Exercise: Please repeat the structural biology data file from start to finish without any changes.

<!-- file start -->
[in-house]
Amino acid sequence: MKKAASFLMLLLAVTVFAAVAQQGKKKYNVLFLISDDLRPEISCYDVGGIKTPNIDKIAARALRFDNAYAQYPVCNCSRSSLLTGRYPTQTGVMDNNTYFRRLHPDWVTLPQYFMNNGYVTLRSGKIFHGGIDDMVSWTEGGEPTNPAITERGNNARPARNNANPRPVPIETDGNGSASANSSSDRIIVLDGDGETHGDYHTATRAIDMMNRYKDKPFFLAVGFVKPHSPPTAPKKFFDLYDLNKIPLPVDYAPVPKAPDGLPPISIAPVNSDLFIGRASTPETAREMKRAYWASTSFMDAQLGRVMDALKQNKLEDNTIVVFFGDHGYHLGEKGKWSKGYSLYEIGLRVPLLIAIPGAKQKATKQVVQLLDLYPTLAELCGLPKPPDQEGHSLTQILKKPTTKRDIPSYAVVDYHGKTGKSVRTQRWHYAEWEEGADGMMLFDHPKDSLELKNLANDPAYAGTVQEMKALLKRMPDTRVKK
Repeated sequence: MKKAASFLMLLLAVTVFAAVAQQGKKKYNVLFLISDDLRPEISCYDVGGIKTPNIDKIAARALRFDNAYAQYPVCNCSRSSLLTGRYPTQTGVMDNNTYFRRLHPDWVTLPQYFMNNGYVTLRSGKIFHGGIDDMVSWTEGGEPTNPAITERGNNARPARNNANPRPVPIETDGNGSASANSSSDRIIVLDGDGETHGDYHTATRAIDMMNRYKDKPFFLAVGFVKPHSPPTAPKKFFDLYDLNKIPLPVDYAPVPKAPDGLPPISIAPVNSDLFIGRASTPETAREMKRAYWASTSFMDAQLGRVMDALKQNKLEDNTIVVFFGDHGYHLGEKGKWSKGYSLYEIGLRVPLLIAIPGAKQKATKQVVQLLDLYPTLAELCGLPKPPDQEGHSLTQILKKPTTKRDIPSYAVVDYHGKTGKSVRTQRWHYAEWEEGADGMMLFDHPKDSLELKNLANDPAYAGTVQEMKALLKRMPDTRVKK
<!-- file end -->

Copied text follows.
[in-house]
Amino acid sequence: MKKAASFLMLLLAVTVFAAVAQQGKKKYNVLFLISDDLRPEISCYDVGGIKTPNIDKIAARALRFDNAYAQYPVCNCSRSSLLTGRYPTQTGVMDNNTYFRRLHPDWVTLPQYFMNNGYVTLRSGKIFHGGIDDMVSWTEGGEPTNPAITERGNNARPARNNANPRPVPIETDGNGSASANSSSDRIIVLDGDGETHGDYHTATRAIDMMNRYKDKPFFLAVGFVKPHSPPTAPKKFFDLYDLNKIPLPVDYAPVPKAPDGLPPISIAPVNSDLFIGRASTPETAREMKRAYWASTSFMDAQLGRVMDALKQNKLEDNTIVVFFGDHGYHLGEKGKWSKGYSLYEIGLRVPLLIAIPGAKQKATKQVVQLLDLYPTLAELCGLPKPPDQEGHSLTQILKKPTTKRDIPSYAVVDYHGKTGKSVRTQRWHYAEWEEGADGMMLFDHPKDSLELKNLANDPAYAGTVQEMKALLKRMPDTRVKK
Repeated sequence: MKKAASFLMLLLAVTVFAAVAQQGKKKYNVLFLISDDLRPEISCYDVGGIKTPNIDKIAARALRFDNAYAQYPVCNCSRSSLLTGRYPTQTGVMDNNTYFRRLHPDWVTLPQYFMNNGYVTLRSGKIFHGGIDDMVSWTEGGEPTNPAITERGNNARPARNNANPRPVPIETDGNGSASANSSSDRIIVLDGDGETHGDYHTATRAIDMMNRYKDKPFFLAVGFVKPHSPPTAPKKFFDLYDLNKIPLPVDYAPVPKAPDGLPPISIAPVNSDLFIGRASTPETAREMKRAYWASTSFMDAQLGRVMDALKQNKLEDNTIVVFFGDHGYHLGEKGKWSKGYSLYEIGLRVPLLIAIPGAKQKATKQVVQLLDLYPTLAELCGLPKPPDQEGHSLTQILKKPTTKRDIPSYAVVDYHGKTGKSVRTQRWHYAEWEEGADGMMLFDHPKDSLELKNLANDPAYAGTVQEMKALLKRMPDTRVKK